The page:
Consumer-Driven Health Care and Empowerment of the Healthcare Consumer

Consumer-driven healthcare is a relatively new approach to health insurance and healthcare delivery to the public; however, it is already showing its positive impact. This approach is based on the fact that each insured person has a personal health account, such as a health savings account (HSA) or health reimbursement arrangement (HRA), and pays for medical expenses from it (McNair et al., 2019). In other words, an individual chooses his or her insurance program or receives one from an employer, but disposes of the money that the company spends on this at his or her discretion. Thus, employees can choose the most convenient insurance, for example, aimed at some health problems, but reducing coverage for others, or even pay the medical expenses of relatives.

This approach empowers the healthcare consumer and improves service quality, people’s engagement, and knowledge about their health, and reduces the cost of services. First, people demand information about medical services and their health state to make better choices, which increases their knowledge of the necessary procedures to maintain well-being. This knowledge, coupled with the desire to save money, reduces medical costs for hospitals and increases the healthcare system’s transparency (McNair et al., 2019). Moreover, this opportunity of patients to chose forces hospitals to provide better quality to retain clients. Thus, consumer-driven healthcare has significant advantages over the traditional insurance system.

Opportunities for Nurses Within Private Insurance Market

Consumer-driven healthcare approach and expanding the insurance market demands new skills and roles from healthcare professionals. This fact creates opportunities for nurses to develop and obtain a wider variety of jobs and decent working conditions. For example, nurses can and should be involved in developing new approaches to improve the quality of care, using modern technology in medicine, and educating patients. These responsibilities also open up new jobs as nurses play a central role in preventive medicine and patient education, as well as in the provision of outpatient services.

For example, the ability to use health insurance for elderly patient care or home care creates new vacancies in nursing homes, ambulatory care, and home health for nurses. Preventive care and patient education are also usually the responsibility of a nurse, and as the focus of consumer-driven healthcare has shifted to this area, nursing services are in high demand. In addition, the private insurance market creates a highly competitive environment in which every company and hospital values ​​qualified employees. Consequently, employers must value nurses more, provide them with education, and decent working conditions to improve their work quality, and retain clients. Thus, the private insurance market creates conditions for nurses’ development and the provision of new roles to them, contributing to the improvement of health services.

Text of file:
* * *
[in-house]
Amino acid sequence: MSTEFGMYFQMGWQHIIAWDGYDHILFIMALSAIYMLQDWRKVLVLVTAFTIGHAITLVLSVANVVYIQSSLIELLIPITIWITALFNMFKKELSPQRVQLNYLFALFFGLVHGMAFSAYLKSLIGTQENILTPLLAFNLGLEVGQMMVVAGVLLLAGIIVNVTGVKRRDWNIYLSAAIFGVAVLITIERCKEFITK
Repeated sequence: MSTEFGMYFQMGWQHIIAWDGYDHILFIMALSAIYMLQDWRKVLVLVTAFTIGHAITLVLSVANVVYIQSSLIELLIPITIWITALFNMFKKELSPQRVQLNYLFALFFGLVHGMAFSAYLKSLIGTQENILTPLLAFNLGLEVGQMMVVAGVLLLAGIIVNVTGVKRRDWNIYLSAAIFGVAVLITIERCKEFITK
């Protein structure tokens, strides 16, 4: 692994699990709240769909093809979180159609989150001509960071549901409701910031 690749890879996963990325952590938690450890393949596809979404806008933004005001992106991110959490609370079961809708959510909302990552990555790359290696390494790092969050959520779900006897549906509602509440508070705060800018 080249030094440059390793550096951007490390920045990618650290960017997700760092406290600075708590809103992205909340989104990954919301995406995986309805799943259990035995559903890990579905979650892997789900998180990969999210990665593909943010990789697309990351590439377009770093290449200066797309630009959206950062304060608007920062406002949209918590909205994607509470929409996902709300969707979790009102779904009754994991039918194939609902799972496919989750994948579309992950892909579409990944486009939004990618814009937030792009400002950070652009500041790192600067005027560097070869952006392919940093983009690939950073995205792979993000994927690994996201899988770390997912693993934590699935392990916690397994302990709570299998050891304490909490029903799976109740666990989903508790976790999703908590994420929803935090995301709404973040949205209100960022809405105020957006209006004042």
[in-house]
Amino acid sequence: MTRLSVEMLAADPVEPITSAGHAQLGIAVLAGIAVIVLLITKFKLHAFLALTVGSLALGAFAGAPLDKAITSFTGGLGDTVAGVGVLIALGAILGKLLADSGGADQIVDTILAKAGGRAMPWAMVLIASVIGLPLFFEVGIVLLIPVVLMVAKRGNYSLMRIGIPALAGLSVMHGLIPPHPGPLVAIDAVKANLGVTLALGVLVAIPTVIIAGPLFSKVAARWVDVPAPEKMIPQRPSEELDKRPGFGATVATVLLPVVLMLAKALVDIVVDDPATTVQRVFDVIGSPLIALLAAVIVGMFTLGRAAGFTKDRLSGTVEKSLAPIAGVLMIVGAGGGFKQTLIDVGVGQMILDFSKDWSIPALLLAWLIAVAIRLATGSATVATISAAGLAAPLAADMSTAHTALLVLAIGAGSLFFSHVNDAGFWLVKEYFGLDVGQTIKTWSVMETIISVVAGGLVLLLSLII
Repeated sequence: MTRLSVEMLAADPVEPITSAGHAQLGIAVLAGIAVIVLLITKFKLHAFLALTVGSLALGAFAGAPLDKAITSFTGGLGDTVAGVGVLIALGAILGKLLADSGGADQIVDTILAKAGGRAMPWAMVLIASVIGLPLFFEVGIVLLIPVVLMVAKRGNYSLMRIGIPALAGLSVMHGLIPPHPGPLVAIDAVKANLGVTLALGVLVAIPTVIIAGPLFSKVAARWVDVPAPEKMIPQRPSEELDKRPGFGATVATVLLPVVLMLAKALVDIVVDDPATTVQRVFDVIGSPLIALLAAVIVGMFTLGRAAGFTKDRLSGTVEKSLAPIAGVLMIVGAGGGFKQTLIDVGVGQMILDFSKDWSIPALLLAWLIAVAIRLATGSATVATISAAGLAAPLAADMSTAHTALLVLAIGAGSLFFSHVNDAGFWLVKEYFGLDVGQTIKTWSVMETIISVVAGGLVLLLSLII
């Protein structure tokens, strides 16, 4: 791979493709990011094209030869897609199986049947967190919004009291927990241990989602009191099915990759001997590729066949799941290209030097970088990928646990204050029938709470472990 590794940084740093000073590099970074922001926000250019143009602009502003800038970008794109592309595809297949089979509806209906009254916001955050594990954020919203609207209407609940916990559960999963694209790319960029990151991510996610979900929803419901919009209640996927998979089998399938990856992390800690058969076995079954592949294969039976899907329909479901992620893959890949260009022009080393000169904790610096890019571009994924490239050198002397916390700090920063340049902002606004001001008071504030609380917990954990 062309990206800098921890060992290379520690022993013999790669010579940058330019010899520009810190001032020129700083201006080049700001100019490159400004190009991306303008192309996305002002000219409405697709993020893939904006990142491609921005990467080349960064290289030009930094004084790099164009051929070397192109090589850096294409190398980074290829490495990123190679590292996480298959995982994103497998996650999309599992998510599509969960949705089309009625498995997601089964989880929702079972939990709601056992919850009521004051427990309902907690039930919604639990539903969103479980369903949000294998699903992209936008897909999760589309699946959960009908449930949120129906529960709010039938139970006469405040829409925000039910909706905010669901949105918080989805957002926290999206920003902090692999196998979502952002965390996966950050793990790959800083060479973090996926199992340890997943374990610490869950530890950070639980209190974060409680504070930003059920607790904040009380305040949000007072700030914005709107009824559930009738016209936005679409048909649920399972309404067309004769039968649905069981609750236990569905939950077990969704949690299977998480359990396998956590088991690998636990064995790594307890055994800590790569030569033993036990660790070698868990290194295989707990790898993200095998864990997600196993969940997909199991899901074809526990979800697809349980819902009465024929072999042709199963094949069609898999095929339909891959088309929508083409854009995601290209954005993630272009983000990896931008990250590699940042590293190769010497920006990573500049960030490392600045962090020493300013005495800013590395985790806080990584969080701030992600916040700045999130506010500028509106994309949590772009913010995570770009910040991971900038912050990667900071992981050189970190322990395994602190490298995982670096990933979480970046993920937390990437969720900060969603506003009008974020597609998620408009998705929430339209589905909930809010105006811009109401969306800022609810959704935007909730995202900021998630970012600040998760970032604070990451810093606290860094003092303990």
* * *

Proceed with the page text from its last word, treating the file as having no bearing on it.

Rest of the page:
Therefore, the health insurance market in the United States has a significant impact on the country’s healthcare system as it stimulates its development. The insurance system has gone through many changes to provide the best patient service and profit to companies. Today, the country has a developed structure and laws that protect people’s rights to receive affordable medical services. However, this transformation is not over yet, and it brings opportunities both for healthcare in general and for a nurse in particular. Empowering healthcare consumers has created new challenges and opportunities for nursing professional growth and an environment in which their services are increasingly in demand. Consequently, the primary challenge for nurses today is to use these opportunities and benefit all participants in the healthcare system.


Fernandez, B., Forsberg, V.C., & Rosso, R.J. (2018). Federal requirements on private health insurance plans. Congressional Research Service. Web.

Fiedler, M. (2018). How did the ACA’s individual mandate affect insurance coverage? Evidence from coverage decisions by higher-income people. The USC-Brookings Schaeffer Initiative for Health Policy. Web.

Kongstvedt, P. R. (2016). Health insurance and managed care: What they are and how they work. Jones & Bartlett Learning.

McNair, J., White, B., Miller, C., Ferguson, & W., Coustasse, A. (2019). Potential savings from consumer-driven health plans. Business and Health Administration Association Annual Conference. Web.